Saturday, April 30, 2011

Standards of Consent

“Would you want to live as a vegetable?”

This is the question proponents of physician assisted suicide will often ask of its detractors.  The honest answer to which is, “it depends on the alternatives.”  If I get to choose between a persistent vegetative state and a quick end, then the quick end is preferable.*  But a quick end is seldom on offer.  The choices usually come down to PVS and a slow, lingering death by dehydration.  When those are the options, PVS starts to look a lot better.

Unfortunately, it probably won’t be up to me.  When Mrs. Φ and I redid our wills around six years ago, we were also presented with a living will that basically said that in the event of PVS, “extraordinary treatment” should be withheld.  But when I asked that the will stipulate that food and water IVs should not be withdrawn, I was told, essentially, that there was no such document that would be legally recognized.

And from what I have read (although I can’t link the source; maybe one of you readers can help me out here), judges have been known to grant power of attorney to whichever relative of a non-communicative patient wants to end his life.

Death by starvation has become so common for the elderly that we’ve achieved informally what the Dutch achieve directly:

Despite the fervent assertions of atheists to the contrary, again and again we see that their political objectives revolve around two things, sex and death. They can't even hide behind the defense that "assisted death" is voluntary, because in the Netherlands, at least 20 percent of the legal euthanasia is performed without the patient's consent.

Vox’s observation linking sex and death reminded me of the myriad of ways a man can be considered guilt of rape, especially #16:

She would make the sex act a presumed crime whenever a woman cries rape. The burden would be on the defendant to prove “that express and present consent was explicitly obtained at the time of the actual sexual interaction, not before or after . . . .” Only if the defendant is able to establish “express, present, and uncontroverted consent to the sexual interaction at issue” does the burden shift to the prosecution to prove withdrawal of consent, and “withdrawal of consent can happen at any time during the sexual interaction.”  (The latter point about withdrawal is not objectionable under the contract law theory of consent.)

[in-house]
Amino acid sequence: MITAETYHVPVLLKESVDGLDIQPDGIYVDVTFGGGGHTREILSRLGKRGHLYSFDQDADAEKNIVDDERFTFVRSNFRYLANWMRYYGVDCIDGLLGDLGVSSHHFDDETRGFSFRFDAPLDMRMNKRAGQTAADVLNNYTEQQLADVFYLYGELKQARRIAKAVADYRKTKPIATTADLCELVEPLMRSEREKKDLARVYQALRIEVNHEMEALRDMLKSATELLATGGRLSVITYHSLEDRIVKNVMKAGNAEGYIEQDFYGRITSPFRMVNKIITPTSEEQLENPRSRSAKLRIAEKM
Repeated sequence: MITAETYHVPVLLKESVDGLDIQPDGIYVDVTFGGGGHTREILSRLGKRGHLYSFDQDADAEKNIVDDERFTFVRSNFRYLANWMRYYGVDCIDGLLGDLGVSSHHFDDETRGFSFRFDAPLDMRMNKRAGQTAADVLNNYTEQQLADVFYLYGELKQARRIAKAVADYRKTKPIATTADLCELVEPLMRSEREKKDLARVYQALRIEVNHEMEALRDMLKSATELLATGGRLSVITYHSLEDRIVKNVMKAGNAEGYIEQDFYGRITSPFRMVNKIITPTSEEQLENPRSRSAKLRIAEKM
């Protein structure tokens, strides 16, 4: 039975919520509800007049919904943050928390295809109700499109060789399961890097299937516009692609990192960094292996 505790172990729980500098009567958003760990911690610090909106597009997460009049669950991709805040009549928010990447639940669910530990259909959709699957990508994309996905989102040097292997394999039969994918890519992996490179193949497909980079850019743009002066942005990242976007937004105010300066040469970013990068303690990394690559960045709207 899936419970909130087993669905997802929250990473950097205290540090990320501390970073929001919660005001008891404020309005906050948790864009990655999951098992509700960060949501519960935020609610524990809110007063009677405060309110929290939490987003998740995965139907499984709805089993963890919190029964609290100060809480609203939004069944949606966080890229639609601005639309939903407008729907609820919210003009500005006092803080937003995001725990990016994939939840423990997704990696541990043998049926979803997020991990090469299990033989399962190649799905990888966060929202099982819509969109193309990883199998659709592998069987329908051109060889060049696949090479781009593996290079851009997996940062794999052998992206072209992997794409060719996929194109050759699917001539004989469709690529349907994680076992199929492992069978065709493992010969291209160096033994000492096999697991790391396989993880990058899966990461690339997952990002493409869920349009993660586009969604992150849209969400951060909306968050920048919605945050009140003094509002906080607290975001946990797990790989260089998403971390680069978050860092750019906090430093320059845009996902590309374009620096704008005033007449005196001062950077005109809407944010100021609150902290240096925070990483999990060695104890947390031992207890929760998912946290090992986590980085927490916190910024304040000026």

We’ve reached the point where the legal standard of “consent” is now lower for killing someone that for having sex with her.  If a woman is non-communicative, then the law assumes that she does not consent to sex if she claims later to have not done so.  But if an old person is non-communicative, then he is assumed to consent to being starved to death, and conveniently will never contest that assumption.

Somehow, this just strikes me as an odd state of affairs.

* Although my choosing it does not imply a corresponding obligation on those around me to accede to my wishes.  My views on this are complicated.

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